JJ Cale Biography

JJ Cale (also J.J. Cale), born John Weldon Cale[1] on December 5, 1938, in Oklahoma City, Oklahoma,[1] is a Grammy Award-winning American singer-songwriter and musician. Cale is one of the originators of the Tulsa Sound, a loose genre drawing on blues, rockabilly, country, and jazz influences. Cale's personal style has often been described as "laid back".

His only U.S. hit single, Crazy Mama, peaked at #22 on the U.S. Billboard Hot 100 chart in 1972. During the 2006 documentary film To Tulsa and Back Cale recounts the story of being offered the opportunity to appear on Dick Clark's American Bandstand to promote the song, which would have moved the song higher on the charts. Cale declined when told he could not bring his band to the taping and would be required to lip-sync the words to the song.

His songs have been performed by a number of other musicians including "After Midnight" and "Cocaine" by Eric Clapton,"Cajun Moon" by Randy Crawford, "Magnolia" by Jai, "Bringing It Back" by Kansas, "Call Me the Breeze" and "I Got the Same Old Blues" by Lynyrd Skynyrd, "Travelin' Light" and "Ride Me High" by Widespread Panic, "Tijuana" by Harry Manx, and "Sensitive Kind" by Carlos Santana.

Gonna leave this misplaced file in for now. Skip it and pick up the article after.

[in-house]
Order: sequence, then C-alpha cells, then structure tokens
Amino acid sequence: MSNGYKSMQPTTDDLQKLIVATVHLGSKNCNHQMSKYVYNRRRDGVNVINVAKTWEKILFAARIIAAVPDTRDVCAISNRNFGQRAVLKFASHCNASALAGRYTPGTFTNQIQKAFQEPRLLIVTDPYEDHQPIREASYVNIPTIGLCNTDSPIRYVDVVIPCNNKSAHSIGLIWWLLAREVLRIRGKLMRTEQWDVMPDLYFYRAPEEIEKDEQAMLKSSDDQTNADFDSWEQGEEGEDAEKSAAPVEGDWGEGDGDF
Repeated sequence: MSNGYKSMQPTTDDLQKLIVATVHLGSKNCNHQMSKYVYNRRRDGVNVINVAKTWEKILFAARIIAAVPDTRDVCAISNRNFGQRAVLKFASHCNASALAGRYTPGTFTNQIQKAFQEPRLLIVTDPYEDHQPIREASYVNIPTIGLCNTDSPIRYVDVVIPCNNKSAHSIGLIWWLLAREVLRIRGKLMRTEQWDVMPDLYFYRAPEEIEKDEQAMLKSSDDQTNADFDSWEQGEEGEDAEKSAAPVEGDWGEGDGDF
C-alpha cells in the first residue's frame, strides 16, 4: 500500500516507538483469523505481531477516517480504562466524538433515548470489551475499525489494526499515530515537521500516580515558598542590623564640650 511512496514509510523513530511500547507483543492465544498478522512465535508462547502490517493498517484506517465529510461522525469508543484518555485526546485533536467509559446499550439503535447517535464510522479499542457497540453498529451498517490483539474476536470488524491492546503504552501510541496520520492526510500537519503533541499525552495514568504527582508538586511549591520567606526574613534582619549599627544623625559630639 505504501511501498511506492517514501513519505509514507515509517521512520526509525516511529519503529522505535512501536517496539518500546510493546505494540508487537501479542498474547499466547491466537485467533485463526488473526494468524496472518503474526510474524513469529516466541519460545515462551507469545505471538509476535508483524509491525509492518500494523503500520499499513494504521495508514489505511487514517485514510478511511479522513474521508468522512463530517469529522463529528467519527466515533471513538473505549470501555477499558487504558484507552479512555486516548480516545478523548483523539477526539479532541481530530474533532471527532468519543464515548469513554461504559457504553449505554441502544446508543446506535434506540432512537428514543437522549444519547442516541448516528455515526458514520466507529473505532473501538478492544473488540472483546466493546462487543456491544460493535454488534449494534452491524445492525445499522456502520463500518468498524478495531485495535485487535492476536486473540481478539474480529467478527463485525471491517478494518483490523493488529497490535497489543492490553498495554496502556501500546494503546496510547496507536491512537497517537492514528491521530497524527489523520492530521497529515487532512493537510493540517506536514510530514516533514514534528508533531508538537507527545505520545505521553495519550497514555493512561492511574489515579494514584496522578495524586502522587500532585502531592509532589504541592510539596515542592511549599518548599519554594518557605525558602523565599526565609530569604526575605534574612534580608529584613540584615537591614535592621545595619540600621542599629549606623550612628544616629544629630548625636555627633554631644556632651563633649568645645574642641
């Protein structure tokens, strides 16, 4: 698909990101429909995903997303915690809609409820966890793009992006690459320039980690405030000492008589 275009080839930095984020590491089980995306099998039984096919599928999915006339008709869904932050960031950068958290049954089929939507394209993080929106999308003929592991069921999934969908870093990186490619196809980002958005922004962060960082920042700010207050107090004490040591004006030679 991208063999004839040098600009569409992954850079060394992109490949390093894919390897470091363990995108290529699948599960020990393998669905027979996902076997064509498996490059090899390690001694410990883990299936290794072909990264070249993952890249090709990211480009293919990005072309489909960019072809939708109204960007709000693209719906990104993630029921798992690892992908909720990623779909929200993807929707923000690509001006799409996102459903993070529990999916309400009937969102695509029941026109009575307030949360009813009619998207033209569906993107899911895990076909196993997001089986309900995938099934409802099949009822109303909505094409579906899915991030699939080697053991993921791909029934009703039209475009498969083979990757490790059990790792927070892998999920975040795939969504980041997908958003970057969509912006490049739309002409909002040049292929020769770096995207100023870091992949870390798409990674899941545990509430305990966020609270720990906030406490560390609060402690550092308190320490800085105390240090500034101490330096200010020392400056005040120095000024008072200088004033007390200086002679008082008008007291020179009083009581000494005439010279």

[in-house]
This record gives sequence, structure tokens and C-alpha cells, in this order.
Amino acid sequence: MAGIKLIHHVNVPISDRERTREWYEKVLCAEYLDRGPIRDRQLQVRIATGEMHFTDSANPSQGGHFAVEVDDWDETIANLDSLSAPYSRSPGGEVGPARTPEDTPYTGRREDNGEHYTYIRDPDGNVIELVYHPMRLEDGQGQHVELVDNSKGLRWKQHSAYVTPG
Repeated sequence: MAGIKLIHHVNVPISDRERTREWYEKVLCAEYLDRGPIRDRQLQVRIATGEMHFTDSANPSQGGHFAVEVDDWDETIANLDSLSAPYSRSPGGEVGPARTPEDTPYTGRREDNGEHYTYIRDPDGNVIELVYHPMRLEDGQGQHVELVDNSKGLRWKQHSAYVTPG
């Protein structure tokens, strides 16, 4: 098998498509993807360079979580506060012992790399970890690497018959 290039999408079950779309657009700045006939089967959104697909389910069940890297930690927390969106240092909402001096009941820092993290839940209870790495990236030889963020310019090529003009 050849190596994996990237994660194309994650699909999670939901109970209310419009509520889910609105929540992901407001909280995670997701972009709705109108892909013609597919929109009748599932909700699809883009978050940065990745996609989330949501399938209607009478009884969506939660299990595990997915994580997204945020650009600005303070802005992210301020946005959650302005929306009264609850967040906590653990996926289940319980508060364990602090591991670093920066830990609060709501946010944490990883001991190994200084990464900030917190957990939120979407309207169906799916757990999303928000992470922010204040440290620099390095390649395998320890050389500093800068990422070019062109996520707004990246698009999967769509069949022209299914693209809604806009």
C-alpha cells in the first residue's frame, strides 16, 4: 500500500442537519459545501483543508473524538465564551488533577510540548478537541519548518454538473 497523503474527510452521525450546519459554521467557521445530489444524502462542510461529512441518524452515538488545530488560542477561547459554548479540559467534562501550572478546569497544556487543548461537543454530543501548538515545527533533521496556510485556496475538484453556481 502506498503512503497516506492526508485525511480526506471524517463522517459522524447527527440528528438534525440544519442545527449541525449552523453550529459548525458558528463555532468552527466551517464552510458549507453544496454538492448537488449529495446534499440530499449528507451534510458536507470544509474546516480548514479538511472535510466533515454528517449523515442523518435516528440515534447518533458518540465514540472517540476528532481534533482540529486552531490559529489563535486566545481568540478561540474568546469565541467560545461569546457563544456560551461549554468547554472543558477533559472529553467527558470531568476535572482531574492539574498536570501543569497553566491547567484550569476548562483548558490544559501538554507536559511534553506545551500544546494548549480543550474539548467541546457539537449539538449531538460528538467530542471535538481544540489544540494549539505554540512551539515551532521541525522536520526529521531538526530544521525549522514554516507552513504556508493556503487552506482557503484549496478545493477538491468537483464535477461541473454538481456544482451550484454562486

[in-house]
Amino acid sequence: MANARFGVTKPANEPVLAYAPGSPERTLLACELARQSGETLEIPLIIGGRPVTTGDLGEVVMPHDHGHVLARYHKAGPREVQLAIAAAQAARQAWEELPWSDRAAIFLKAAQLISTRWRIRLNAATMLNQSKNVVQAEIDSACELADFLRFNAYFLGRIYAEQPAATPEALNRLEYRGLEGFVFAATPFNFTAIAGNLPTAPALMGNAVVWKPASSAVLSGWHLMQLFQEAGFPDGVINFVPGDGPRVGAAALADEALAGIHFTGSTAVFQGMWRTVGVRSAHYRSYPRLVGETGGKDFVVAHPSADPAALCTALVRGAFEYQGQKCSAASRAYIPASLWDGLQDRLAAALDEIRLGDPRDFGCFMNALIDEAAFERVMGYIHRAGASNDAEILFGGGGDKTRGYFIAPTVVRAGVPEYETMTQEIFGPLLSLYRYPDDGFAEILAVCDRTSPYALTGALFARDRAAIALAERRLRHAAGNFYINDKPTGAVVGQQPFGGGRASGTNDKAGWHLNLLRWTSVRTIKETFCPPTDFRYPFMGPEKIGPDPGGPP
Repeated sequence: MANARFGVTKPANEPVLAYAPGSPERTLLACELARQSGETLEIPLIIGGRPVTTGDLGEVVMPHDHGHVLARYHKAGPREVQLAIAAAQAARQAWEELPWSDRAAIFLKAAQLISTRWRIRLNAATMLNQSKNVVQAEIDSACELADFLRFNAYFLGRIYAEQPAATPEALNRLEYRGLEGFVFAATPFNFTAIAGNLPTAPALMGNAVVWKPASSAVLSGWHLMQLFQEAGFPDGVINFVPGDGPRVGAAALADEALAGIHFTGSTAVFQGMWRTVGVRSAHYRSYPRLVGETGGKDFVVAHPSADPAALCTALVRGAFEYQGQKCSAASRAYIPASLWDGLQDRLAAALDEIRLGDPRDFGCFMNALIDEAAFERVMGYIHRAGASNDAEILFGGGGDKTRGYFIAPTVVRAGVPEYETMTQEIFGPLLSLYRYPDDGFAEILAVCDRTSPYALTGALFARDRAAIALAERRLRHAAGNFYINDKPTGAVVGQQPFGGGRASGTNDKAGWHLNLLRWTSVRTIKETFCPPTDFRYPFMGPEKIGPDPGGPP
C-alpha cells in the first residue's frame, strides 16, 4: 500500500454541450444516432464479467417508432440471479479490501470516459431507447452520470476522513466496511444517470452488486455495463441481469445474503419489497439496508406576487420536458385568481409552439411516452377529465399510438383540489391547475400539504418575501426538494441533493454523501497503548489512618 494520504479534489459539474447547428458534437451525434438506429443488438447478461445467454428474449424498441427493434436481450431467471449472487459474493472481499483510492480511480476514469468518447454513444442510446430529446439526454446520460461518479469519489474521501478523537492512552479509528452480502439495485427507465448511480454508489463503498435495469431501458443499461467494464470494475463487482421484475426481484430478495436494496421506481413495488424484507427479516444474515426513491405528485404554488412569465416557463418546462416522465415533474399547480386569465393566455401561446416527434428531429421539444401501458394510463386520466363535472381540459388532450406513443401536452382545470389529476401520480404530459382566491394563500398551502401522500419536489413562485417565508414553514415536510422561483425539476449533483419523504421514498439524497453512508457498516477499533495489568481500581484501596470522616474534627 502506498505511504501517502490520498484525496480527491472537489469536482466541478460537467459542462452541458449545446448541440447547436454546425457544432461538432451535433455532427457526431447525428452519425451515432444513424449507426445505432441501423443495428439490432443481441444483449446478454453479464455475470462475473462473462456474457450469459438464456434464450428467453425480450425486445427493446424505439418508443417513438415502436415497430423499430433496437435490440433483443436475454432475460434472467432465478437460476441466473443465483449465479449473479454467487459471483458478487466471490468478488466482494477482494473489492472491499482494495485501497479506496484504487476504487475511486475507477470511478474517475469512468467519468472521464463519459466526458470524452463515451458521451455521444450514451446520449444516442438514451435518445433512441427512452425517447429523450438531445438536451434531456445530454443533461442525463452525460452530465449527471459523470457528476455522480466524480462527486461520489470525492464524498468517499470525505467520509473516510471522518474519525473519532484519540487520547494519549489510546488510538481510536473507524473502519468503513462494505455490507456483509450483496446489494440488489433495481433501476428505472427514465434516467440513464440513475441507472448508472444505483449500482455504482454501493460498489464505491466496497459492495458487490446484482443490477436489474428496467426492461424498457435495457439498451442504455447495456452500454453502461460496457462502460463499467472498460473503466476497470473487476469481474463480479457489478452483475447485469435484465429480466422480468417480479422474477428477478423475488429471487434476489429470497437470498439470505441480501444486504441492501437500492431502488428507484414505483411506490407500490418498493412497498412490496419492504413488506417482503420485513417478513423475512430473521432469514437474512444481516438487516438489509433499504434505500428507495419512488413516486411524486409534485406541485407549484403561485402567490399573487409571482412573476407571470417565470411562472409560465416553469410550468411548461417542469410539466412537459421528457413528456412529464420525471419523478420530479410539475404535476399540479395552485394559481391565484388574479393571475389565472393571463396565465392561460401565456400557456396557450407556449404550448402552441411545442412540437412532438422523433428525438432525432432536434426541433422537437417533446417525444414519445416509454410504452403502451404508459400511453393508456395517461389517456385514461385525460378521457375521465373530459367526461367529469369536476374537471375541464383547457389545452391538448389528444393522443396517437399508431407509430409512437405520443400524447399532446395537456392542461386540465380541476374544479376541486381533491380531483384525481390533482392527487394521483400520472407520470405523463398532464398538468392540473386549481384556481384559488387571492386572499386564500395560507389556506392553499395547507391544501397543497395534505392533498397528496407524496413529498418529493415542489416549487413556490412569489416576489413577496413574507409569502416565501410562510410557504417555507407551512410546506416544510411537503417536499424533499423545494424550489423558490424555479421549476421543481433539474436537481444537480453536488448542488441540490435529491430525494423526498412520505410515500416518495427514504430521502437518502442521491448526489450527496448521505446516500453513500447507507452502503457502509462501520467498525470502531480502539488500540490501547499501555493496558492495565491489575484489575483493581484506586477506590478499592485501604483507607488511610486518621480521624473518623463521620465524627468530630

Discography

Singles

  • 1958 Shock Hop/Sneaky [45 - as Johnny Cale]
  • 1960 Troubles, Troubles/Purple Onion [45 - as Johnny Cale Quintet]
  • 1961 Ain't That Lovin You Baby/She's My Desire [45 - as Johnny Cale Quintet]
  • 1971 Crazy Mama [45 as J.J. Cale], from the album Naturally, peaked at #22 on the U.S. single charts on April 8, 1972.

Albums

  • 1966 A Trip Down The Sunset Strip (with the Leathercoated Minds)
  • 1972 Naturally
  • 1973 Really
  • 1974 Okie
  • 1976 Troubadour
  • 1979 #5
  • 1981 Shades
  • 1982 Grasshopper
  • 1983 #8
  • 1990 Travel Log
  • 1992 #10
  • 1994 Closer to You
  • 1996 Guitar Man
  • 1997 Anyway the Wind Blows
  • 2001 Live
  • 2004 To Tulsa and Back
  • 2006 The Road to Escondido (with Eric Clapton)
  • 2009 Roll On